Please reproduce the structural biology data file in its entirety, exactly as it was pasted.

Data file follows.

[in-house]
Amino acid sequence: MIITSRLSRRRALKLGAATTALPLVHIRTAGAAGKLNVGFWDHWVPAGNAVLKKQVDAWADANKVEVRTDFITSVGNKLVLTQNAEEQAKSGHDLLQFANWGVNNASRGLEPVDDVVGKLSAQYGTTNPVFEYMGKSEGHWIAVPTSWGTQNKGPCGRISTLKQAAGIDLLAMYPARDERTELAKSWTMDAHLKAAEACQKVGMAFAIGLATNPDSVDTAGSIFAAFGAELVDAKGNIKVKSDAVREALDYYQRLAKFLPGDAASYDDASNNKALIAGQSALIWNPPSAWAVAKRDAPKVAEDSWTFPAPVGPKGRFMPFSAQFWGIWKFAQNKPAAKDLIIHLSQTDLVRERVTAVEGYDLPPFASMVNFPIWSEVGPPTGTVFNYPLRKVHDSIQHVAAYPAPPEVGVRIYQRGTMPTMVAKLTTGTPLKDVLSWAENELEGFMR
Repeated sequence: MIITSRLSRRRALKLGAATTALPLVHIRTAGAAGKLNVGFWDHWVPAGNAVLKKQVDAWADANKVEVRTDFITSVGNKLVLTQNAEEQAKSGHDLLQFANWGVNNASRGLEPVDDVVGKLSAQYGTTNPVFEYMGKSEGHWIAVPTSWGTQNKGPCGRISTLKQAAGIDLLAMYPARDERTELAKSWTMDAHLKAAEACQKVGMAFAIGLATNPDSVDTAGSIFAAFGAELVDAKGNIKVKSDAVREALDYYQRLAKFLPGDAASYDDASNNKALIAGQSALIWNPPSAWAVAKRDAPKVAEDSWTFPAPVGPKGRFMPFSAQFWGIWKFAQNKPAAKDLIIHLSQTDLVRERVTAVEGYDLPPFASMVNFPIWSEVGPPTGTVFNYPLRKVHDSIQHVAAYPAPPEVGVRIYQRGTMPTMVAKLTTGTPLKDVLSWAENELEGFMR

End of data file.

[in-house]
Amino acid sequence: MIITSRLSRRRALKLGAATTALPLVHIRTAGAAGKLNVGFWDHWVPAGNAVLKKQVDAWADANKVEVRTDFITSVGNKLVLTQNAEEQAKSGHDLLQFANWGVNNASRGLEPVDDVVGKLSAQYGTTNPVFEYMGKSEGHWIAVPTSWGTQNKGPCGRISTLKQAAGIDLLAMYPARDERTELAKSWTMDAHLKAAEACQKVGMAFAIGLATNPDSVDTAGSIFAAFGAELVDAKGNIKVKSDAVREALDYYQRLAKFLPGDAASYDDASNNKALIAGQSALIWNPPSAWAVAKRDAPKVAEDSWTFPAPVGPKGRFMPFSAQFWGIWKFAQNKPAAKDLIIHLSQTDLVRERVTAVEGYDLPPFASMVNFPIWSEVGPPTGTVFNYPLRKVHDSIQHVAAYPAPPEVGVRIYQRGTMPTMVAKLTTGTPLKDVLSWAENELEGFMR
Repeated sequence: MIITSRLSRRRALKLGAATTALPLVHIRTAGAAGKLNVGFWDHWVPAGNAVLKKQVDAWADANKVEVRTDFITSVGNKLVLTQNAEEQAKSGHDLLQFANWGVNNASRGLEPVDDVVGKLSAQYGTTNPVFEYMGKSEGHWIAVPTSWGTQNKGPCGRISTLKQAAGIDLLAMYPARDERTELAKSWTMDAHLKAAEACQKVGMAFAIGLATNPDSVDTAGSIFAAFGAELVDAKGNIKVKSDAVREALDYYQRLAKFLPGDAASYDDASNNKALIAGQSALIWNPPSAWAVAKRDAPKVAEDSWTFPAPVGPKGRFMPFSAQFWGIWKFAQNKPAAKDLIIHLSQTDLVRERVTAVEGYDLPPFASMVNFPIWSEVGPPTGTVFNYPLRKVHDSIQHVAAYPAPPEVGVRIYQRGTMPTMVAKLTTGTPLKDVLSWAENELEGFMR